Interview: Tampa Bay Rays' Ben Zobrist, Wife on Faith, Family, Music, Baseball

Wicked winter weather continues to freeze much of the country, but baseball is only a couple of months away. With that in mind, I talked to Tampa Bay Rays All-Star Ben Zobrist and his wife Julianna Zobrist about the upcoming season and their life together. No matter the temperature outside, the Zobrists can easily warm your heart.
 
Ben and Julianna are great Christian role models. While Ben plays baseball, Julianna is an up and coming singer. They are the parents of two little ones and they spread the word of Christ in all they do.
 
In April a new book will hit the shelves called Double Play. It was written by Ben Zobrist along with his wife and Mike Yorkey, best-selling author of Every Man's Battle and Linspired: The Remarkable Rise of Jeremy Lin. The book gives readers an up close and personal look at the Zobrist family and their incredible devotion to God, family, music, and baseball.
 
Double Play comes out just around the start of the 2014 MLB season. Ben Zobrist has high hopes for his Rays this year, especially with relief pitcher Grant Balfour now in the fold. 
 
"I feel really good about it," Zobrist told Breitbart Sports. "I think on paper we are even better than we were last year." Last year Tampa Bay earned a Wild Card spot in wild fashion, winning a tie-breaker game over Texas and then went on to top Cleveland in the American League Wild Card game. The Rays run would end in the ALDS where they lost to eventual World Series champion Boston in four games.
 
"If people stay healthy, if we can keep David (Price), and if we can keep most of the rest of the guys that we have I think we are definitely a better team than we were last year," Zobrist said. "I look for us to do some big things this year as long as things stay as they are now."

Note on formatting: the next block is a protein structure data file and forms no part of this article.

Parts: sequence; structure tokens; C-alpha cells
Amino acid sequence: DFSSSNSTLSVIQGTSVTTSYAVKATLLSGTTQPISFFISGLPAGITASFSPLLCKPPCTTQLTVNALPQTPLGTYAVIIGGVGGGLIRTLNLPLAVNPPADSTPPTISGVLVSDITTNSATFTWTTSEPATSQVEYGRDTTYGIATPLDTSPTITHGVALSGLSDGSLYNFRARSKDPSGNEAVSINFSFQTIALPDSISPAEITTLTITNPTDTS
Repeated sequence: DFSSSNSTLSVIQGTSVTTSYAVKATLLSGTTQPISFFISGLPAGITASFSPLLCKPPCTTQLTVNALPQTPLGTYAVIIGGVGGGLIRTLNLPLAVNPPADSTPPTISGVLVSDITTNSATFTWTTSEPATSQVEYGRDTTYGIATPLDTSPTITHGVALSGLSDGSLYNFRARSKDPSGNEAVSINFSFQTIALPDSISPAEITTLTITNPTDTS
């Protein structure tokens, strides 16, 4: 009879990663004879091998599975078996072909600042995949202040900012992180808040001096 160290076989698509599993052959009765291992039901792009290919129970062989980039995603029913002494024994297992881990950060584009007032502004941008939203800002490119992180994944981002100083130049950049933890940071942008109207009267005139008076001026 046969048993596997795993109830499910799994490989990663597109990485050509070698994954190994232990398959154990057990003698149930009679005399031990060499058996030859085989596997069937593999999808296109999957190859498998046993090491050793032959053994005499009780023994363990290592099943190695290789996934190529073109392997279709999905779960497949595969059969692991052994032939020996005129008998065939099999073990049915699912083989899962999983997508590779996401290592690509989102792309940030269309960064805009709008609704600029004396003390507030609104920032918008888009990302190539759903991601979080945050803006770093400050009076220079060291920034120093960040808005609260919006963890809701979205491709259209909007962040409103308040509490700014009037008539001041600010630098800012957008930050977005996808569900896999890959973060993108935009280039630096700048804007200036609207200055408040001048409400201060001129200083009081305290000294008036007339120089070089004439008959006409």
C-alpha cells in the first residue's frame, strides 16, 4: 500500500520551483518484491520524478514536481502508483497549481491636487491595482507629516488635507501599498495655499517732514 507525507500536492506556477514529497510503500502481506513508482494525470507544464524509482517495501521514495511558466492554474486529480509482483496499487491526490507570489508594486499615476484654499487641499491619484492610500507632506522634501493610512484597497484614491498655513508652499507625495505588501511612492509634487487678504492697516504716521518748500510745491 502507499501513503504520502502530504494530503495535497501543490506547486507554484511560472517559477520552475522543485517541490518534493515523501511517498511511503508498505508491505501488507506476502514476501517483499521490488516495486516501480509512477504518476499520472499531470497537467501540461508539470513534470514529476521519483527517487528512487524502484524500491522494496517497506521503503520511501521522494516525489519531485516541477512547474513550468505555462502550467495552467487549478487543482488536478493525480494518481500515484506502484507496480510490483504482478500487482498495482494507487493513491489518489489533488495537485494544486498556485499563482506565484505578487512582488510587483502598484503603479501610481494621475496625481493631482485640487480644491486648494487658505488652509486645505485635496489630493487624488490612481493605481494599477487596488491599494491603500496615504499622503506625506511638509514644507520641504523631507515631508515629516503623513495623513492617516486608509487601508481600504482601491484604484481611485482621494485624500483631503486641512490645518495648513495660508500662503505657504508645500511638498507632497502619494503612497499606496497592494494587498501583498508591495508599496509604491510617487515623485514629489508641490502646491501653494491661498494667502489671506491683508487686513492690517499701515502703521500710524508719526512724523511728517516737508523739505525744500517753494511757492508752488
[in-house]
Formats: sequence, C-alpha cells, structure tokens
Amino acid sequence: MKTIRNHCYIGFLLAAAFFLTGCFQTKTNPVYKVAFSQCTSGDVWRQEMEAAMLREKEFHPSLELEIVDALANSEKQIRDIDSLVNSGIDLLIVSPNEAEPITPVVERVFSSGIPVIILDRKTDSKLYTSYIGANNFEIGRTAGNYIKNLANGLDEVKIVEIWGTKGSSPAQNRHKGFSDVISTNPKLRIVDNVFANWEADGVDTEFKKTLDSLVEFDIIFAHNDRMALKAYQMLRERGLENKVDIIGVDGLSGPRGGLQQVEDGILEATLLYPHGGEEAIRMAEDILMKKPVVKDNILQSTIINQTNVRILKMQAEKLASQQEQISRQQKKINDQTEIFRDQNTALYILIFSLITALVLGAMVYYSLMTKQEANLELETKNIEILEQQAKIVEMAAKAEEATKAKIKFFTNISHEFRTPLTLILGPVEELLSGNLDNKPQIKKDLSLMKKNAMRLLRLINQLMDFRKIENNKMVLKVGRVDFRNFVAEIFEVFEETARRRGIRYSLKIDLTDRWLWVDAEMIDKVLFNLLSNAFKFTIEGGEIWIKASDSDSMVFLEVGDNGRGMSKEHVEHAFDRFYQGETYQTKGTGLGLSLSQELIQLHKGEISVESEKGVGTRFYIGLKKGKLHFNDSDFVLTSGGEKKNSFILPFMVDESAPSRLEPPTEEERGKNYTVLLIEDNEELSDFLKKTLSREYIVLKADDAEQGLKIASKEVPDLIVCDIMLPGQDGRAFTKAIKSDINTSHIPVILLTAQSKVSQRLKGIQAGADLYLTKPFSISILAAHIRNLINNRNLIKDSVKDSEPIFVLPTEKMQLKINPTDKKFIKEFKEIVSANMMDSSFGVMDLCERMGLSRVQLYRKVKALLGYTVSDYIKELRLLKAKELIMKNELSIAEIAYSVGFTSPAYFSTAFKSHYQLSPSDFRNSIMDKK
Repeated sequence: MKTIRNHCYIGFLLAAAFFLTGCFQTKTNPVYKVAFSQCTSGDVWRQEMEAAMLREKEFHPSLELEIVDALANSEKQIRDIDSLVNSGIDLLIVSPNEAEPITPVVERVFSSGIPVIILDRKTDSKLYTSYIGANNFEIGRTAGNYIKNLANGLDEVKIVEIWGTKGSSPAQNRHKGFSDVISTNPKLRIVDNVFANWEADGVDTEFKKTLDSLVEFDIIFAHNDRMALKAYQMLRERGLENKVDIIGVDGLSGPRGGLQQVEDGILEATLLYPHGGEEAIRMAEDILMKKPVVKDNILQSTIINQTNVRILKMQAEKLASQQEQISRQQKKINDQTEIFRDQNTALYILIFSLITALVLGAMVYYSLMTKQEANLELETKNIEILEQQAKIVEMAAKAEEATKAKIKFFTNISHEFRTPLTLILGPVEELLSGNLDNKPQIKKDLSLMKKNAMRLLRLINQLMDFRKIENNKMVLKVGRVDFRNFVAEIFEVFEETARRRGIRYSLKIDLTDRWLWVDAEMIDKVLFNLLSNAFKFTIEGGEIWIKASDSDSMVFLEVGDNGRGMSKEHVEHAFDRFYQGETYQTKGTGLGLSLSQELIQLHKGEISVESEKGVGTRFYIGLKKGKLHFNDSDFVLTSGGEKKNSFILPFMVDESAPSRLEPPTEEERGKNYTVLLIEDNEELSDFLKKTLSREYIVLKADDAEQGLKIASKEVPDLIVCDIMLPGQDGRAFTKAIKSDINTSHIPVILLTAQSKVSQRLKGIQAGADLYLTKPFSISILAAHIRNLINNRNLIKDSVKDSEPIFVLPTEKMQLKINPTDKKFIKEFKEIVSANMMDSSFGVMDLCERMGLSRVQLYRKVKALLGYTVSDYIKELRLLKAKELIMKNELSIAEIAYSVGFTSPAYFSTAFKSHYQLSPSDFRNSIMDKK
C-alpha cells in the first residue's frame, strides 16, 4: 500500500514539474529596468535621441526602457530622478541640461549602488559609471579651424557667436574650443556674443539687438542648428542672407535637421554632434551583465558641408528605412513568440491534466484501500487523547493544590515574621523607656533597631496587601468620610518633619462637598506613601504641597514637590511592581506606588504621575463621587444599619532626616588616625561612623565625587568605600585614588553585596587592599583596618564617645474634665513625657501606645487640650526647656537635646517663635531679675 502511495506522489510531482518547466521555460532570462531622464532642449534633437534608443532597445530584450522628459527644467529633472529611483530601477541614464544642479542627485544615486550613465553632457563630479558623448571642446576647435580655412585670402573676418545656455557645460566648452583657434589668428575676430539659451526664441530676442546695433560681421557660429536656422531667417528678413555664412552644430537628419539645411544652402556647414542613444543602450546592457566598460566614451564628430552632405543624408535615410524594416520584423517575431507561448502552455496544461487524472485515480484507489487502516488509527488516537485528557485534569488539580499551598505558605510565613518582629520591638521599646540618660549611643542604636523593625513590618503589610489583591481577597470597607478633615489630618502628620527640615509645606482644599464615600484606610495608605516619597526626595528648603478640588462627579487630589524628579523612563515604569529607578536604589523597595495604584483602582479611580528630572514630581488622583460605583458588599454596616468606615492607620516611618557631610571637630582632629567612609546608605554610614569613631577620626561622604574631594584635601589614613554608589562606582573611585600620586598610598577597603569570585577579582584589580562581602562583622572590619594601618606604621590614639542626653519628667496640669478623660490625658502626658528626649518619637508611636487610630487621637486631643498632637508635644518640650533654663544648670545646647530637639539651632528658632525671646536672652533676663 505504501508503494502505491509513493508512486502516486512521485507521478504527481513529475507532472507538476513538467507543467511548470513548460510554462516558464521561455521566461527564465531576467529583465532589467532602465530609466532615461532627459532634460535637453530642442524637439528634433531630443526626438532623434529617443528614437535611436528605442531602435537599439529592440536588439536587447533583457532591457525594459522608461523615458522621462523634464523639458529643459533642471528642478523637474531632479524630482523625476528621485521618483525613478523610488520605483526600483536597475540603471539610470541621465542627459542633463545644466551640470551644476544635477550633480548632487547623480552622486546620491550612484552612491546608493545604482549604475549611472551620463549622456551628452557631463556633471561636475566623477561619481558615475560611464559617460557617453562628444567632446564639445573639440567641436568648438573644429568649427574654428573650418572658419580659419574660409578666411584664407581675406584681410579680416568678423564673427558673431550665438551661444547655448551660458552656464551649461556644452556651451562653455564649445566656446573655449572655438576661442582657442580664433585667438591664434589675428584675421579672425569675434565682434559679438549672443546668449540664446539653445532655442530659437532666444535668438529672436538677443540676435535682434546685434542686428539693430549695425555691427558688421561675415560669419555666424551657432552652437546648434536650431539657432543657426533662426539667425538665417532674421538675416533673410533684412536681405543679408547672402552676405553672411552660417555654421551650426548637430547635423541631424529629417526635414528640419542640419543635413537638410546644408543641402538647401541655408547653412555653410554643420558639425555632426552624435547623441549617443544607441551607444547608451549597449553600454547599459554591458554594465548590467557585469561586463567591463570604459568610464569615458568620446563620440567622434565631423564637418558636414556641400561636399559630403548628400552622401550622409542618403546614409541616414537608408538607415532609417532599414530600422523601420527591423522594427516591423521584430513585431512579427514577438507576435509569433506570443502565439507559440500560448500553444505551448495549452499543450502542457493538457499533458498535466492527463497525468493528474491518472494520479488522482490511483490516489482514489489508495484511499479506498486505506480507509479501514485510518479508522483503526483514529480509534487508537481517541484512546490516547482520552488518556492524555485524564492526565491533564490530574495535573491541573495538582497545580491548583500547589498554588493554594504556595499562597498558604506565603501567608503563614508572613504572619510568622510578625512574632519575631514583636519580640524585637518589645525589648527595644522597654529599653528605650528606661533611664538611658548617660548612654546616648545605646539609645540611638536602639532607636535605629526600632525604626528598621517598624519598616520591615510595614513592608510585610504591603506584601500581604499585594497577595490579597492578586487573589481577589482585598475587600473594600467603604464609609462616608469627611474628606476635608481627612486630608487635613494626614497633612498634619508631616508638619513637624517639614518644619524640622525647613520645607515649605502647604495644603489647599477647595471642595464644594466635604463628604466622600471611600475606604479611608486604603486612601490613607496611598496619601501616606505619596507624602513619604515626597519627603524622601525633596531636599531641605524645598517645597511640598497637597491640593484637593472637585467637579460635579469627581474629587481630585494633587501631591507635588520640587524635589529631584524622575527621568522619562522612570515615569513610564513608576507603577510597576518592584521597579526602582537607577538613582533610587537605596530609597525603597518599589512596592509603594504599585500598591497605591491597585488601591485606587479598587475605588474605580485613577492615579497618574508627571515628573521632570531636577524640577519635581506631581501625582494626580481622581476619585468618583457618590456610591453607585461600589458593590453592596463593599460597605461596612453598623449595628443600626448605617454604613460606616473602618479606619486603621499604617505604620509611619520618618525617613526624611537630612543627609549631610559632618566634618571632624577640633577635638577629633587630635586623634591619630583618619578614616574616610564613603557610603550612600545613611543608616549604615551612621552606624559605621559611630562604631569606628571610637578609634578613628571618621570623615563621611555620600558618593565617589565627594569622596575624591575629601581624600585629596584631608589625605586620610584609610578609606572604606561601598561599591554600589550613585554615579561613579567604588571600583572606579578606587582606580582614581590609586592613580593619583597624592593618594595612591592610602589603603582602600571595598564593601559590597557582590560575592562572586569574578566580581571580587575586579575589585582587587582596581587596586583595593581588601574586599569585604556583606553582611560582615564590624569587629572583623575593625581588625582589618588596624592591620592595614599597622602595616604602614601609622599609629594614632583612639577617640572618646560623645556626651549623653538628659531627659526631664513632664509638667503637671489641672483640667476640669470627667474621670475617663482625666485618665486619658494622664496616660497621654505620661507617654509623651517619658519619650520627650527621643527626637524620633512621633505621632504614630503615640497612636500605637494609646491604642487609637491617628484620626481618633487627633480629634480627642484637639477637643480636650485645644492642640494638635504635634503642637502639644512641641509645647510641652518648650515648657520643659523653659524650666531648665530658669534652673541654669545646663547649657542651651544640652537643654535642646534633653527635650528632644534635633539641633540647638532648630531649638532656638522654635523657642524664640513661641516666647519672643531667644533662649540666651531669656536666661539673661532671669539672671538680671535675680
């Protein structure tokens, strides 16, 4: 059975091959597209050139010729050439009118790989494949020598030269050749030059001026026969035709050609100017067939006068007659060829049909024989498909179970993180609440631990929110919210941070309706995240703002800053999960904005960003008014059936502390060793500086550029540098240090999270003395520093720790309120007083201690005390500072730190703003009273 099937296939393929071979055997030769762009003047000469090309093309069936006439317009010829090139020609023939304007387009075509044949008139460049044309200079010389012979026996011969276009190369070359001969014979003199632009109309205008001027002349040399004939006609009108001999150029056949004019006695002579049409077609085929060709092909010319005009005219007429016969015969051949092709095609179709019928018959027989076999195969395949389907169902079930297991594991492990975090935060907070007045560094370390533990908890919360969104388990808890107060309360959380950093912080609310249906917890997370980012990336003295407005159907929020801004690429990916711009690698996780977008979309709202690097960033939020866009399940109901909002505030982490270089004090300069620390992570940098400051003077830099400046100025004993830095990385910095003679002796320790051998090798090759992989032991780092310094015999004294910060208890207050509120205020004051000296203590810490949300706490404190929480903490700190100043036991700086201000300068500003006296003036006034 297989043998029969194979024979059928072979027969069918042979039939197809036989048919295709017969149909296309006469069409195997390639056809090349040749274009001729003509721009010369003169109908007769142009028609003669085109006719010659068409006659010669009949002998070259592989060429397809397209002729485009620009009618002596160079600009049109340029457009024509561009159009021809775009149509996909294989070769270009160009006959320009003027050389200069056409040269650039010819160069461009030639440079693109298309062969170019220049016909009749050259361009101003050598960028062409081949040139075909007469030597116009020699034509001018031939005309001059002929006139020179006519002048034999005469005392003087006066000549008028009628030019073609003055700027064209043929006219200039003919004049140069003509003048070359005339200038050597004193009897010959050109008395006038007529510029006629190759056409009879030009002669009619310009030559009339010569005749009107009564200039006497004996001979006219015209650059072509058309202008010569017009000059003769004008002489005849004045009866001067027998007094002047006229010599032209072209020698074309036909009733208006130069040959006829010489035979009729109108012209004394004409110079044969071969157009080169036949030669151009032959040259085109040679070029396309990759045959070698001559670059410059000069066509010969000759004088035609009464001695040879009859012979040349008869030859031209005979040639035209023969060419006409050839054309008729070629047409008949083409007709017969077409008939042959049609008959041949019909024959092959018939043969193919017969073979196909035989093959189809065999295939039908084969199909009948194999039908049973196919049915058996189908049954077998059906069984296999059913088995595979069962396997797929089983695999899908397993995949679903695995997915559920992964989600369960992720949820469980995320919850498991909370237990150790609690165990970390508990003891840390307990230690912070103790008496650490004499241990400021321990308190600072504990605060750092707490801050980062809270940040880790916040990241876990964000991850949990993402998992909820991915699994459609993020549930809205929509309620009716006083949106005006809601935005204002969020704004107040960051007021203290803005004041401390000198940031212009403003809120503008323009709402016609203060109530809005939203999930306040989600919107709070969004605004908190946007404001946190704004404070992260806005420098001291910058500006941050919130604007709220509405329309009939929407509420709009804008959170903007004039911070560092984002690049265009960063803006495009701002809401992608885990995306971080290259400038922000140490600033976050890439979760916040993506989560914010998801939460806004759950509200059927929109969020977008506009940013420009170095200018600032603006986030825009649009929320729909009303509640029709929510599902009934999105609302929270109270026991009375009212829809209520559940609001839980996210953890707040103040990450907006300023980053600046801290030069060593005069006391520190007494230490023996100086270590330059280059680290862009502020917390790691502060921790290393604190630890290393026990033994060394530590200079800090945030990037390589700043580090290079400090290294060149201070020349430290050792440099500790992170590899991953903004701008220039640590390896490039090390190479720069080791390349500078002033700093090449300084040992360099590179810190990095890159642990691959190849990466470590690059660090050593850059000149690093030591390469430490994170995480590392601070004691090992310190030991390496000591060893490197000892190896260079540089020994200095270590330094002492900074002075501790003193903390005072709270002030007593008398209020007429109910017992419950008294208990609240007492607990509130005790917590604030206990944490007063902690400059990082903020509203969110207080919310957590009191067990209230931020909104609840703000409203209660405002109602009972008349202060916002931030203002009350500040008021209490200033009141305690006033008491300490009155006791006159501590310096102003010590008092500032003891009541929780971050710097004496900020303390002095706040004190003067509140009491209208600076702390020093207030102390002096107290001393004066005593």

One thing that remains the same is the man piloting the Rays. Joe Maddon has been the manager of the club since 2006 and he has led Tampa to the postseason four teams, including an AL pennant in 2008. Maddon is really unlike any other manager in the big leagues. From the way he deals with the press to the moves he makes on the field, he is truly an original. Zobrist loves to play for him.   
  
"Joe is a really unique guy," said Zobrist. "There are very few baseball minds that have ever been around the game that are like Joe Maddon. He's an outside the box thinker. He likes to change things up and do things differently and try new things. That's one of the things that sets him apart."
 
Maddon's personal relationships with his players are also an important component. "Another thing that sets him apart is his ability to give his players freedom to be who they are," Zobrist said. "He knows how to get out of the way, as you might say and just try to let them be the best player they can be and see how that fits in with the club." 
 
You could say the Maddon-Zobrist partnership has been a perfect fit.
 
"He's given me great opportunities because I've been flexible," Zobrist said. "When Joe asks can you do this or that?, I say sure I'll give it a shot."
 
That type of relationship has worked out well for Zobrist and the Rays organization. The switch-hitting Zobrist has played all over the diamond for Maddon and has helped the never say die Rays thrive.
 
"I probably would not have had those opportunities without a guy like Joe, a GM like Andrew (Friedman) and our other coaches thinking out of the box," Zobrist said.

The feelings of respect are mutual. Joe Maddon has been quoted as saying Zobrist lacks "chrome." In other words, no hot dogging here. Maddon has also called the man he nicknamed "Zorilla," a "winner" and a player any manager would want on his team.

Above all, like Zobrist, Maddon is a good guy. I can attest to this personally. Back in 2006 when I was coaching youth softball, my team wanted to be called the Rays. A friend of mine knew Mike Scioscia, who put him in touch with Maddon. When Maddon heard about my girls choosing to be the Rays, back when the real Tampa team was not very good, he sent us a signed photo and a box filled with souvenir glasses that looked just like the specs Maddon wears. As you can imagine, the team had a lot of fun wearing them. Maddon reached out, just because.